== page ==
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Physician Moved to Tears by Jesus' Advocacy for Children

In her recent book, Rebecca McLaughlin writes:

Paul Offit, a professor of pediatrics and vaccinology at the University of Pennsylvania, had good reason to think religion hindered morality. In 1991, a measles epidemic had swept through Philadelphia. Hundreds of children got sick. Nine died. Offit was an attending physician at the Children's Hospital of Philadelphia. What differentiated these measles-stricken patients from other sick kids was how unnecessary their suffering was. Two Philadelphia churches, whose schools educated hundreds of children, had refused vaccination and medical care. Thus, the disease took hold and spread.

This incident was one among many that prompted Offit to write a book entitled Bad Faith: How Religious Belief Undermines Modern Medicine. Being nonreligious, he assumed he would “sound the same themes that have been sounded by militant atheists like Richard Dawkins, Christopher Hitchens, and Sam Harris: that religion is illogical and potentially harmful.”

But as Offit read the Bible and explored the history of medicine, he changed his mind. Jesus' advocacy for children moved him to tears. He concluded:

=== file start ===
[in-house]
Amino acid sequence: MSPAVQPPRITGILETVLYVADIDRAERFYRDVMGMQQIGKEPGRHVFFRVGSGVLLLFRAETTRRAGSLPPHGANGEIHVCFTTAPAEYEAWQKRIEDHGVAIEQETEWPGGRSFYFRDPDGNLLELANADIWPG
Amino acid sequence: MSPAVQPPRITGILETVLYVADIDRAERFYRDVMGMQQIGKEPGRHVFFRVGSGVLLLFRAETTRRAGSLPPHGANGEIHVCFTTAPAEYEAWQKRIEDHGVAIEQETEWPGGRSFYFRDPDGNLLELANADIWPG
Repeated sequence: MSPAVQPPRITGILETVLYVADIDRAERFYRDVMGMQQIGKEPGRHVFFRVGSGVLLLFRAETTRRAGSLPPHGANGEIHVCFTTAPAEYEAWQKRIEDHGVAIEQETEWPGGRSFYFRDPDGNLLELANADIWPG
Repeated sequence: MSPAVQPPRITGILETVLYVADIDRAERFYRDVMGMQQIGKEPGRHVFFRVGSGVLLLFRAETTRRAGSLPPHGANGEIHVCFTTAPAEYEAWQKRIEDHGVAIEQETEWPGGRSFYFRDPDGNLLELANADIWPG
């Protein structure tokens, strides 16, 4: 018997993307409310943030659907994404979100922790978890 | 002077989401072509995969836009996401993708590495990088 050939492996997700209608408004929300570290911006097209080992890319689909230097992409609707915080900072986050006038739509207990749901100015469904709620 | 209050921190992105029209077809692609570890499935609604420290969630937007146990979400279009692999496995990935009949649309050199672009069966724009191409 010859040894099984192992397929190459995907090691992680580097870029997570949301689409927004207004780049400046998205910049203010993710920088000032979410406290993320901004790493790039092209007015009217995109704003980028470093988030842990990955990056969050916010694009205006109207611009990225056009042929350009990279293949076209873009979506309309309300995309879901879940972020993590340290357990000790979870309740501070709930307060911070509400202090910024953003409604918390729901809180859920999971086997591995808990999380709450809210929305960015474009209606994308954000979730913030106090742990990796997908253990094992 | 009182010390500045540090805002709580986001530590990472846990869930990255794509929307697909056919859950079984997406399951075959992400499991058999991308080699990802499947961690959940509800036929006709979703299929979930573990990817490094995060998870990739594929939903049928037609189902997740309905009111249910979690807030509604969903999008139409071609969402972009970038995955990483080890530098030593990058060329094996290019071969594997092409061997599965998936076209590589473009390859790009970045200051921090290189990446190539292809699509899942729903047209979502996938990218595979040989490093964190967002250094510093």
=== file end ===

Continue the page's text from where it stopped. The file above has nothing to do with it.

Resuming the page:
Independent of whether you believe in the existence of God . . . you have to be impressed with the man described as Jesus of Nazareth. At the time of Jesus’ life, one historian said that child abuse was “the crying vice of the Roman Empire.” Infanticide was common. Abandonment was common. That's because children were property, no different than slaves. But Jesus stood up for children, cared about them, when those around him typically didn't.

Offit now calls Christianity “the single greatest breakthrough against child abuse” in history. He notes that the first Christian emperor of Rome outlawed infanticide in 315 and provided a nascent form of welfare in 321 so poor families would not have to sell their kids. Ultimately, Offit changed the subtitle of his book from How Religious Belief Undermines Modern Medicine to When Religious Belief Undermines Modern Medicine, acknowledging the massive impact Christianity has had on medicine and ethics.

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